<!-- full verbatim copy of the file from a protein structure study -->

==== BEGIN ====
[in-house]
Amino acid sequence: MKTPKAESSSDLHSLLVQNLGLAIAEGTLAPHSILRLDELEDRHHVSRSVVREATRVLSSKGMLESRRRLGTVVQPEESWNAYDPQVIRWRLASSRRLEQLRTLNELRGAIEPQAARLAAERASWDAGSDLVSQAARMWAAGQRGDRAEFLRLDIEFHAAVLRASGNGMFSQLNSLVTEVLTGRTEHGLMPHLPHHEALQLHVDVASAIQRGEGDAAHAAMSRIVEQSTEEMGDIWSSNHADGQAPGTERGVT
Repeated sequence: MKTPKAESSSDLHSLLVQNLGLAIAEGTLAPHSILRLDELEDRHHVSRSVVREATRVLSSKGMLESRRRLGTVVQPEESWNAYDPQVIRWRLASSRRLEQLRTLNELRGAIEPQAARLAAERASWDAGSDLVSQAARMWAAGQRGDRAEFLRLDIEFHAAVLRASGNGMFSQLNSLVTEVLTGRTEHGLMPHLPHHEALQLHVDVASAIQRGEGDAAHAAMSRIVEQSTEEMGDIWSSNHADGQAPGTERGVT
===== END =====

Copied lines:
[in-house]
Amino acid sequence: MKTPKAESSSDLHSLLVQNLGLAIAEGTLAPHSILRLDELEDRHHVSRSVVREATRVLSSKGMLESRRRLGTVVQPEESWNAYDPQVIRWRLASSRRLEQLRTLNELRGAIEPQAARLAAERASWDAGSDLVSQAARMWAAGQRGDRAEFLRLDIEFHAAVLRASGNGMFSQLNSLVTEVLTGRTEHGLMPHLPHHEALQLHVDVASAIQRGEGDAAHAAMSRIVEQSTEEMGDIWSSNHADGQAPGTERGVT
Repeated sequence: MKTPKAESSSDLHSLLVQNLGLAIAEGTLAPHSILRLDELEDRHHVSRSVVREATRVLSSKGMLESRRRLGTVVQPEESWNAYDPQVIRWRLASSRRLEQLRTLNELRGAIEPQAARLAAERASWDAGSDLVSQAARMWAAGQRGDRAEFLRLDIEFHAAVLRASGNGMFSQLNSLVTEVLTGRTEHGLMPHLPHHEALQLHVDVASAIQRGEGDAAHAAMSRIVEQSTEEMGDIWSSNHADGQAPGTERGVT